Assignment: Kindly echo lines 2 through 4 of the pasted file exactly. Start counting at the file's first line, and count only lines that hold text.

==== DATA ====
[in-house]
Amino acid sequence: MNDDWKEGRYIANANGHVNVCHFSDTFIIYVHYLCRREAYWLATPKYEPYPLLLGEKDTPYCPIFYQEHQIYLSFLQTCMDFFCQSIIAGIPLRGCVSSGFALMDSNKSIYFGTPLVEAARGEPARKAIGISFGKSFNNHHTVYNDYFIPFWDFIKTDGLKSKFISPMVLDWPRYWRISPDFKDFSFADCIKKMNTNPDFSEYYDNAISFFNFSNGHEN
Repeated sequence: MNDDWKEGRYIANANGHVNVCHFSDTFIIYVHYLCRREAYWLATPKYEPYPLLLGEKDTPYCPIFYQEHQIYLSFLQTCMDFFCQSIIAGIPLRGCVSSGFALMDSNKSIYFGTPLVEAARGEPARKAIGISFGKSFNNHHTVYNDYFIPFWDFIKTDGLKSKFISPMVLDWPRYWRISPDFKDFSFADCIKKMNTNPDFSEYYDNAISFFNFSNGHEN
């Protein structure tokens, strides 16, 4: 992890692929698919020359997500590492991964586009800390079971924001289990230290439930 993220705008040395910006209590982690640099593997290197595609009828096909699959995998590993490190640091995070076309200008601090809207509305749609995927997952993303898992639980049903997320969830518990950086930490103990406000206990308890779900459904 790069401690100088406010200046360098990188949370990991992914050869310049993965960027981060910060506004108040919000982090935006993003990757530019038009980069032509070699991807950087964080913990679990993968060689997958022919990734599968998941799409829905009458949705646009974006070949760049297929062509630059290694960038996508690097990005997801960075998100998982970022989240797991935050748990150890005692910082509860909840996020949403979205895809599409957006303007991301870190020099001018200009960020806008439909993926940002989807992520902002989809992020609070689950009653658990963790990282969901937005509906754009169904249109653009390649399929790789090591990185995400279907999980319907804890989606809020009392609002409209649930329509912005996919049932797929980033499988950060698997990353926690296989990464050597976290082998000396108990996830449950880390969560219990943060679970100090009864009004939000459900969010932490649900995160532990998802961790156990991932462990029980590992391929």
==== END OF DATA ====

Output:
Amino acid sequence: MNDDWKEGRYIANANGHVNVCHFSDTFIIYVHYLCRREAYWLATPKYEPYPLLLGEKDTPYCPIFYQEHQIYLSFLQTCMDFFCQSIIAGIPLRGCVSSGFALMDSNKSIYFGTPLVEAARGEPARKAIGISFGKSFNNHHTVYNDYFIPFWDFIKTDGLKSKFISPMVLDWPRYWRISPDFKDFSFADCIKKMNTNPDFSEYYDNAISFFNFSNGHEN
Repeated sequence: MNDDWKEGRYIANANGHVNVCHFSDTFIIYVHYLCRREAYWLATPKYEPYPLLLGEKDTPYCPIFYQEHQIYLSFLQTCMDFFCQSIIAGIPLRGCVSSGFALMDSNKSIYFGTPLVEAARGEPARKAIGISFGKSFNNHHTVYNDYFIPFWDFIKTDGLKSKFISPMVLDWPRYWRISPDFKDFSFADCIKKMNTNPDFSEYYDNAISFFNFSNGHEN
């Protein structure tokens, strides 16, 4: 992890692929698919020359997500590492991964586009800390079971924001289990230290439930 993220705008040395910006209590982690640099593997290197595609009828096909699959995998590993490190640091995070076309200008601090809207509305749609995927997952993303898992639980049903997320969830518990950086930490103990406000206990308890779900459904 790069401690100088406010200046360098990188949370990991992914050869310049993965960027981060910060506004108040919000982090935006993003990757530019038009980069032509070699991807950087964080913990679990993968060689997958022919990734599968998941799409829905009458949705646009974006070949760049297929062509630059290694960038996508690097990005997801960075998100998982970022989240797991935050748990150890005692910082509860909840996020949403979205895809599409957006303007991301870190020099001018200009960020806008439909993926940002989807992520902002989809992020609070689950009653658990963790990282969901937005509906754009169904249109653009390649399929790789090591990185995400279907999980319907804890989606809020009392609002409209649930329509912005996919049932797929980033499988950060698997990353926690296989990464050597976290082998000396108990996830449950880390969560219990943060679970100090009864009004939000459900969010932490649900995160532990998802961790156990991932462990029980590992391929």